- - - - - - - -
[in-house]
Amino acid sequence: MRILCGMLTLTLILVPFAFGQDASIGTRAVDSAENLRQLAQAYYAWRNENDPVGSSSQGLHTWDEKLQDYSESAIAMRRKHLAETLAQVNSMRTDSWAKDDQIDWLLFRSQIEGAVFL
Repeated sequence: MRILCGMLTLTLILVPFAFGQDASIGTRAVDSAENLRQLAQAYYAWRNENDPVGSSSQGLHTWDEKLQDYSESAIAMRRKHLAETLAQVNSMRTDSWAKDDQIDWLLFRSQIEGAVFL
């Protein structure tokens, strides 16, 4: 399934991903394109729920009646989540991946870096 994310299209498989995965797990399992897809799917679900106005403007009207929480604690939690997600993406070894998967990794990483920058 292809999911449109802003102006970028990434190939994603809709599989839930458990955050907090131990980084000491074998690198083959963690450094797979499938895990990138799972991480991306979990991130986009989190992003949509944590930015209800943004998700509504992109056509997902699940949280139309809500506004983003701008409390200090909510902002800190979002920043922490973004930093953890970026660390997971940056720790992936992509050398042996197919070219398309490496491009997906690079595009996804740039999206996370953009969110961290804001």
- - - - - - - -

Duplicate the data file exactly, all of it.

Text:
[in-house]
Amino acid sequence: MRILCGMLTLTLILVPFAFGQDASIGTRAVDSAENLRQLAQAYYAWRNENDPVGSSSQGLHTWDEKLQDYSESAIAMRRKHLAETLAQVNSMRTDSWAKDDQIDWLLFRSQIEGAVFL
Repeated sequence: MRILCGMLTLTLILVPFAFGQDASIGTRAVDSAENLRQLAQAYYAWRNENDPVGSSSQGLHTWDEKLQDYSESAIAMRRKHLAETLAQVNSMRTDSWAKDDQIDWLLFRSQIEGAVFL
């Protein structure tokens, strides 16, 4: 399934991903394109729920009646989540991946870096 994310299209498989995965797990399992897809799917679900106005403007009207929480604690939690997600993406070894998967990794990483920058 292809999911449109802003102006970028990434190939994603809709599989839930458990955050907090131990980084000491074998690198083959963690450094797979499938895990990138799972991480991306979990991130986009989190992003949509944590930015209800943004998700509504992109056509997902699940949280139309809500506004983003701008409390200090909510902002800190979002920043922490973004930093953890970026660390997971940056720790992936992509050398042996197919070219398309490496491009997906690079595009996804740039999206996370953009969110961290804001």